More microplastics are entering the ocean from disposable masks, according to new Concordia research
The enormous surge of face-mask use since the beginning of the global lockdown in March 2020 has saved countless human lives, a crucial component to limiting the transmission of the novel coronavirus. But with 129 billion masks being consumed globally every month, disposal has become a major issue with implications on human, animal and ecological health.
The problem becomes more acute as, according to a recent study by Concordia researchers, a single mask left exposed under natural conditions can release more than 1.5 million microplastics into the aqueous environment. In a new paper, PhD student Zheng Wang and Chunjiang An, an assistant professor in the Department of Building, Civil and Environmental Engineering, investigate how disposable masks break down in a shoreline environment and the environmental implications that poses. They examine changes in chemical composition and strength degradation of the three different mask layers caused by UV exposure and sand abrasion.
Shorelines, they write, are not only the main receptors of discarded masks; their unique environment also leads to further breakdown of masks into plastic particles.
The study was published in the Journal of Hazardous Materials and co-authored by Xiujuan Chen of the University of Regina, Kenneth Lee of Fisheries and Oceans Canada (Wang’s co-supervisor), Baiyu Zhang of Memorial University and Concordia PhD student Qi Feng.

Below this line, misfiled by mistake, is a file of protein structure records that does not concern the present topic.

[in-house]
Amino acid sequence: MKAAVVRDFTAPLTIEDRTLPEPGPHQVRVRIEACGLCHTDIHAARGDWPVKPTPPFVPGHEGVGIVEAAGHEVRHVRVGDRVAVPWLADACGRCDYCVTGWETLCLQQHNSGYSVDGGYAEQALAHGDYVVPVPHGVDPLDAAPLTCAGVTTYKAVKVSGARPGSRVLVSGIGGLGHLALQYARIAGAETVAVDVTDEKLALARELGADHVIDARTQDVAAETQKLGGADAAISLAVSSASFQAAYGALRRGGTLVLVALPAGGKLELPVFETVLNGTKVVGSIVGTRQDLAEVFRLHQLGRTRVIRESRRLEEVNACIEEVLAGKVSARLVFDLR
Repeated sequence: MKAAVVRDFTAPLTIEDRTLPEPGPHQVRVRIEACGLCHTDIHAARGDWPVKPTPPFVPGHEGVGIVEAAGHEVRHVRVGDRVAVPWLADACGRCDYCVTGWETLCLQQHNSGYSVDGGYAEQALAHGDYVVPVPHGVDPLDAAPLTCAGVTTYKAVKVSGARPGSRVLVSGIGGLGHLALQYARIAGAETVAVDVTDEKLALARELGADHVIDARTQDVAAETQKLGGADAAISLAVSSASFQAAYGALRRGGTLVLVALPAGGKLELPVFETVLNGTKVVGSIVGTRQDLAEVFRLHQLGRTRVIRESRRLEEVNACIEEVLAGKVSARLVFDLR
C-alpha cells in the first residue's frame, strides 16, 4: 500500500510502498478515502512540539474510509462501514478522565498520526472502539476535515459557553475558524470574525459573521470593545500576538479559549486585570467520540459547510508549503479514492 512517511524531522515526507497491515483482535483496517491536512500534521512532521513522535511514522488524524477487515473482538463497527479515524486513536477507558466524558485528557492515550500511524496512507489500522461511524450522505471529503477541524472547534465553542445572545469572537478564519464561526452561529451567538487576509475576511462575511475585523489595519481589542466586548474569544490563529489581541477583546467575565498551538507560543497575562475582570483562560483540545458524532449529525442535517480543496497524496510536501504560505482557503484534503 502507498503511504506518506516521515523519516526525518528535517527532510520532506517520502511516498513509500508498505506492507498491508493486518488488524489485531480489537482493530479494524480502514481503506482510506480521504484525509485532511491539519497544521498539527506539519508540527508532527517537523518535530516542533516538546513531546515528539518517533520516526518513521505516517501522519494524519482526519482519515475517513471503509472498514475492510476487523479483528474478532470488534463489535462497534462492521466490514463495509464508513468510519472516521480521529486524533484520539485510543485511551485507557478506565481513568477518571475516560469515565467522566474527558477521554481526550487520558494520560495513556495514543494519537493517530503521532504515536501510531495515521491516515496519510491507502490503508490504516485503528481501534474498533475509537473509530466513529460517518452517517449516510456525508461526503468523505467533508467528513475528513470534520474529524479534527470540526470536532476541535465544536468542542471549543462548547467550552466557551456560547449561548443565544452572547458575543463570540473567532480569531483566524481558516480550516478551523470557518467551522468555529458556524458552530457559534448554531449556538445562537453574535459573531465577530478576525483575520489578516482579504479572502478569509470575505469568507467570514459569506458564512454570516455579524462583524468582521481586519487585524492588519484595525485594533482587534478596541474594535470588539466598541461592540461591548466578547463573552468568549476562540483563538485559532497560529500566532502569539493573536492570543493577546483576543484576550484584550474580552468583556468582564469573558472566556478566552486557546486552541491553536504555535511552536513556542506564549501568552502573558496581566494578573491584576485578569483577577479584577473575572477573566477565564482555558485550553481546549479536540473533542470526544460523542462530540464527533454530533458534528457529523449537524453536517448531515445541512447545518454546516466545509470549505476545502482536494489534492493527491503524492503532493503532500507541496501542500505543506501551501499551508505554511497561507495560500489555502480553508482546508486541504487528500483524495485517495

36 hours to break down
The researchers simulated shoreline environment conditions on a set of masks and created a control group with which to compare. The experimental masks were placed in an uncovered Petri dish and exposed to UV lights between one and 48 hours. Control samples were wrapped in aluminum foil and exposed under the same conditions.
They then separated the masks by layer — outer, middle and inner — and irradiation times, and placed them in flasks to test and control for the presence of sand. The strips were then analyzed using a scanning electron microscope and an atomic force microscope. The researchers also examined particle size distribution in a water sample using a LISST-200X particle size analyser.
After 18 hours of weathering, the outer and inner layer of the masks exhibited noticeable damage to their fibre surfaces. Damage to the fibres in the middle layer, however, which are six times smaller than those in the outer and inner layers, was more severe: the surfaces had become abrasive, and fracturing had occurred. After 36 hours of exposure to UV rays, fibres in all three layers had fractured, creating miniscule fibre fragments, and particles started attaching themselves to the fibres. Their surfaces showed obvious signs of weathering, including cracks, flakes, grooves and pits. Damage was most severe in the middle layer, where all the fibres had broken into small fragments.
These findings coincided with an observed increase in the number of microparticles released into the water after 18 hours of weathering. After 36 hours, the researchers observed the broken mask fibres easily entering the water, even to the naked eye, and millions of small particles existed in the sample water.
Local solutions possible
The results tell Wang and An that urgent action is needed to securely dispose of the billions of masks being used worldwide every month.
“We need to increase our environmental awareness and reduce abandoned masks in the environment. Our governments and industries also need to improve the existing waste management practices and manufacture masks with less environmental impact,” Wang says.
On an immediate, practical level, An adds, simply adding more dedicated mask bins for public use on places like university campuses would help the collection of used masks and prevent abandoned masks from entering the natural environment.